A grant deed contains two implied warranties even though they are not specifically stated in the document: (1) Previous to the time that the deed is delivered, the grantor did not convey away the same interest in the property to another person. (2) The property that is being conveyed to the grantee is free and clear of all liens and encumbrances placed on the property by the grantor. An exception to either of these two implied warranties must be expressly stated in the deed.
Title is usually held as “community property,” “joint tenants,” or “tenants in common.” Title is only taken as community property if the parties are married. This is a special type of ownership—both spouses own the property in equal percentages, and it is the property of the marriage. If the couple divorces, each spouse is entitled to receive one-half of the value of the property. Each spouse may will his or her half to anyone else, such as children, charities or friends. In absence of a will, the entire community property interest of the decedent passes to the surviving spouse.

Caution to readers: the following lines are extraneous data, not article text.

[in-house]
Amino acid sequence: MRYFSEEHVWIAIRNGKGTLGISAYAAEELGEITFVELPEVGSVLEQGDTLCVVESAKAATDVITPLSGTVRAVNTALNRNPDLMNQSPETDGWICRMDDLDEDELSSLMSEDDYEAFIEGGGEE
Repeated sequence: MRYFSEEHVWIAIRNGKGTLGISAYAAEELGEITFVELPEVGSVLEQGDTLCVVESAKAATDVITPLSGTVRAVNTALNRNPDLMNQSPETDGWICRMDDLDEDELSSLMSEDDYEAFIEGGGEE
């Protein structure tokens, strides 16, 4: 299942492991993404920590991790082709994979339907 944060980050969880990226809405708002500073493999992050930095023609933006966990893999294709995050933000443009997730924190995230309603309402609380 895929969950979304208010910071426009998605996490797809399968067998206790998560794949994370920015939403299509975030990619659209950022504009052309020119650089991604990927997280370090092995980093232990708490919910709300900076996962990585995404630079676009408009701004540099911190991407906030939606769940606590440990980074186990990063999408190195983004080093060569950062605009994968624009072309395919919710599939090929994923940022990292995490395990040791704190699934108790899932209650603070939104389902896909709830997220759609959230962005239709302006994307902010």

This means that the parties own the property together, and at death the entire interest of the decedent automatically passes to the surviving joint tenant. If the decedent leaves a will conveying his interest to someone else, the will is ineffective. Joint tenancy property automatically passes to the survivor regardless of what the will says.
This type of vesting means that both parties own the property together and at death the property of the decedent is transferred according to his or her will. If there is no will, then the property transfers to his or her relative. If he or she has no relatives and failed to leave a will, the interest of the decedent will escheat (i.e. transfer) to the State of California. The interest will never transfer to the surviving tenants in common unless that survivor happens to be named in the will or is an appropriate relative.